Friday, June 21, 2013

AP courses are no big deal.

Jay Matthews on AP courses:
Most of the available data shows that high school students who do well in AP courses and tests do better in college than students who do not take AP.

Of course, you moron. AP students are, by definition, better students. What did you expect that research to show?

I think AP is a plus. Many high school students have told me their AP and IB courses made it easier for them to handle college academic demands. They have persuaded me that the AP approach to teaching and learning — smaller classes meeting more frequently with better-trained instructors — is better than what most colleges give their freshmen. But perhaps I am biased.
Jay is biased but that's not why he's wrong in this article. His basic premise is that AP courses are better than college freshman courses of the same name. He trots out a UNC freshman who feels that the AP History course had much more rigor than the freshman introductory course, and honestly seems disappointed that colleges are backing off their acceptance of the AP for credit.

Here's the deal.

Those AP courses enroll the best students in the school so they can be more rigorous than a general college course would be. College profs aren't stupid - they know their classes aren't filled with AP students. They know that they have to keep as many kids as possible in school or funding dries up and student evaluations get nasty.

Even though AP is better than the introductory courses, it can't hold a candle to the REAL courses.

Take my students, for example. They took AP Calculus and did well, worked hard, understood ... but every student in the room had a different plan, a different major lined up. Some wanted to do Marine Biology but they weren't totally sure, others engineering, one math, one history, one film, one psychology and some other BS degrees.

I couldn't incorporate the business examples the one kid needed, the physics that the other needed or the computer programming the others needed. My calculus, of necessity, had to be fairly general. I couldn't teach Calc121 for mechanical engineers because they weren't that specialized yet and because there was an incredible range of interest and course preparation in the room.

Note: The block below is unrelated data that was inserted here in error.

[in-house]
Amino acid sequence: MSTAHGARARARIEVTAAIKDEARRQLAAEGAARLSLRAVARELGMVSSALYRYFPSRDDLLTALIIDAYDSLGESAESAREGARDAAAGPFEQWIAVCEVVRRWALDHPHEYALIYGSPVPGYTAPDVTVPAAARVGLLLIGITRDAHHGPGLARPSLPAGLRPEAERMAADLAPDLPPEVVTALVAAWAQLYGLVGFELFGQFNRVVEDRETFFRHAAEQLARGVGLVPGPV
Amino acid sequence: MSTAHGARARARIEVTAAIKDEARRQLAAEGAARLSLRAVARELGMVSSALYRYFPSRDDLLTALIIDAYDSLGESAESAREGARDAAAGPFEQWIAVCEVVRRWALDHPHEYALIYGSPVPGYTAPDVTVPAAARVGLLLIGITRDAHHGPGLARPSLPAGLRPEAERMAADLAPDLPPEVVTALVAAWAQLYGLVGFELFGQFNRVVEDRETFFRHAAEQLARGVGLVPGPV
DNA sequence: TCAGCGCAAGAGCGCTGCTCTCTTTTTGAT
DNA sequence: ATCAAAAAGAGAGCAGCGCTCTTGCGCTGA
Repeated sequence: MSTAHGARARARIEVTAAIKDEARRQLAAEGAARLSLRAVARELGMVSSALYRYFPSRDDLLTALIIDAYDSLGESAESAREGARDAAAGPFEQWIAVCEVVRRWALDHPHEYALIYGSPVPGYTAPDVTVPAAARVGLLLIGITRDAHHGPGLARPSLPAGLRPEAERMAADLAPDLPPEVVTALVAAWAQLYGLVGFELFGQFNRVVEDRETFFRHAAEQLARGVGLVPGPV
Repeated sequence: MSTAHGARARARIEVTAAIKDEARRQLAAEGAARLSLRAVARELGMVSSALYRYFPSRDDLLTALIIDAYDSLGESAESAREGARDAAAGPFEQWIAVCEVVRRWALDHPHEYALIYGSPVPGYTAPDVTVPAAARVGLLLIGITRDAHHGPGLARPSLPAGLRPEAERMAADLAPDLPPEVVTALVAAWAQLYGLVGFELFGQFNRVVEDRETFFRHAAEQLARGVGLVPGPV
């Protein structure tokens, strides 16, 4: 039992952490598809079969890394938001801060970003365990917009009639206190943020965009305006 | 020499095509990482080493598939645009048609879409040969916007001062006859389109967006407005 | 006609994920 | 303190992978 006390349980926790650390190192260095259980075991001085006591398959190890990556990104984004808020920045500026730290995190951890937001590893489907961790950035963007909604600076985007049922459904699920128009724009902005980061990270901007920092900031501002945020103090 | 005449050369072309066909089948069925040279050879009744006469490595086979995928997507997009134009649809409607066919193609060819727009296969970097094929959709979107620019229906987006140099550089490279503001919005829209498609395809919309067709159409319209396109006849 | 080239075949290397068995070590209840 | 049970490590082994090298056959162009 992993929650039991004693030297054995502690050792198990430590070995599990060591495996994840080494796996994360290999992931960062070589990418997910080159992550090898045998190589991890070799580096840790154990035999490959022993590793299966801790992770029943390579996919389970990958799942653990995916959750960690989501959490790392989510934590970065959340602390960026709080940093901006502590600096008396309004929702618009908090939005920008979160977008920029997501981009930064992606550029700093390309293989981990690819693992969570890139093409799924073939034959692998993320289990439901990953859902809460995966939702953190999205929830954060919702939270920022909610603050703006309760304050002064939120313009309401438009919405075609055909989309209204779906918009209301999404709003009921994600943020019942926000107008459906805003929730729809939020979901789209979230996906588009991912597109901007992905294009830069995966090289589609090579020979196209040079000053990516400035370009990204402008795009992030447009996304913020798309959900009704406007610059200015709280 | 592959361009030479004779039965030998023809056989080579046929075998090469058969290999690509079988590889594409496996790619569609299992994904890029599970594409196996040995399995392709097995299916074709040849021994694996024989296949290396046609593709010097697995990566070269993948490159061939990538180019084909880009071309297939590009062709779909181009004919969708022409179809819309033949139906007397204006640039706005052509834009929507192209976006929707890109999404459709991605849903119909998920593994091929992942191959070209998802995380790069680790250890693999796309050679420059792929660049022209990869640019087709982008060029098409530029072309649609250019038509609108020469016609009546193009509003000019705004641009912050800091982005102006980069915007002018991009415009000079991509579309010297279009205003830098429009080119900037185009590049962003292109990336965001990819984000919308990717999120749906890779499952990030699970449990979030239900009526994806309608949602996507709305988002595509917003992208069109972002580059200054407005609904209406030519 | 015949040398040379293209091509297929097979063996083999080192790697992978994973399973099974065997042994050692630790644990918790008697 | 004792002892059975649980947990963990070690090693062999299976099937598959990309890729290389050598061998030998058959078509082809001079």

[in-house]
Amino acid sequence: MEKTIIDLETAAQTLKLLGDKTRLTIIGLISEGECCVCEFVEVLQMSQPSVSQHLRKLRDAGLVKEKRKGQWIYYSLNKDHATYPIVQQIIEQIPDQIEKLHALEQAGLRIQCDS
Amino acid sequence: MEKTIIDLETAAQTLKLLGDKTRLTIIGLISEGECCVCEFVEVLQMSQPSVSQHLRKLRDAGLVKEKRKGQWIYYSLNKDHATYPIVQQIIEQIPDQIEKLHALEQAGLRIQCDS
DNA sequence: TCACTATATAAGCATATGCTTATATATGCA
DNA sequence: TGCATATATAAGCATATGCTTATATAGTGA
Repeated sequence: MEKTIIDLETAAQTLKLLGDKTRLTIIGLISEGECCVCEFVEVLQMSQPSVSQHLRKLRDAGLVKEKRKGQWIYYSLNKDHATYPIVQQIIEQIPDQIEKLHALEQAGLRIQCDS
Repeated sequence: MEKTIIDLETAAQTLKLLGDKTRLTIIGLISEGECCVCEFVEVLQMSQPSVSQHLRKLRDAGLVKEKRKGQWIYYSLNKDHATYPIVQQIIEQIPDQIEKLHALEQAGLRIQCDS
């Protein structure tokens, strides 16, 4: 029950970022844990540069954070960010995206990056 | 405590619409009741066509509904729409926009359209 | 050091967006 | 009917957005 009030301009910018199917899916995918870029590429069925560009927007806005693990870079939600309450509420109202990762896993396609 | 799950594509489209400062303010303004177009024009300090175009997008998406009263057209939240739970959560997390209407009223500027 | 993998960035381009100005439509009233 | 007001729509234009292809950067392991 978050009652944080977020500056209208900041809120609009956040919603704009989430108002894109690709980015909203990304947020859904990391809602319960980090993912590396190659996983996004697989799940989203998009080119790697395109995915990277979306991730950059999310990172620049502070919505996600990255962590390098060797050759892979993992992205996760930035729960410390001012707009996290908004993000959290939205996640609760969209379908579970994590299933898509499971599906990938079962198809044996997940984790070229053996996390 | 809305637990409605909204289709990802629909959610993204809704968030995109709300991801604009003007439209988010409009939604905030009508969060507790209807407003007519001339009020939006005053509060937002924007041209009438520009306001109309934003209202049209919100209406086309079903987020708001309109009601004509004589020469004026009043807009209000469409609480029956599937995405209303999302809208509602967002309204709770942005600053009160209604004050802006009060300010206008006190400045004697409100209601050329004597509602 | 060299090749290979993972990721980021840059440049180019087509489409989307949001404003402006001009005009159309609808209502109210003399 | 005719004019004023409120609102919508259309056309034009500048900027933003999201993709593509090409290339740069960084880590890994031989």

There were things missing, examples that I couldn't use because the physics was beyond them or because the economics was beyond me.

Far better for these kids to take the specialized calculus through their new department and get an easy A. Then they can excel by discussing the finer points with the professor, working beyond the class, and learning to work with calculus in a fluent and beautiful way.  this builds the network, allows them to succeed in college and get on the right track through a very big transition in their lives.

The history major who took AP Calc because he could, and who didn't really need it for his major, should absolutely get credit for the AP course.

Somewhat necessary.
The math major for whom the rest of his career will depend on a solid calculus foundation, should not. The engineering, or economics, or physics majors should not. No matter how good a job I do, there will always be a ton of stuff missing, stuff that a calculus for physics majors class will incorporate seamlessly.

What could possibly be missing from my spectacular class? Well, for one thing, computer solution techniques. Did I do the same amount of work using MatLab as the CALC121 class did? No, because it isn't allowed on the AP exam, wasn't included in the syllabus and was not demanded in the audit. Should those kids get credit for a course that doesn't really resemble the college course at all?

The takeaway: If you NEED a course for your major, AP courses should not count. A good foundation is too important.

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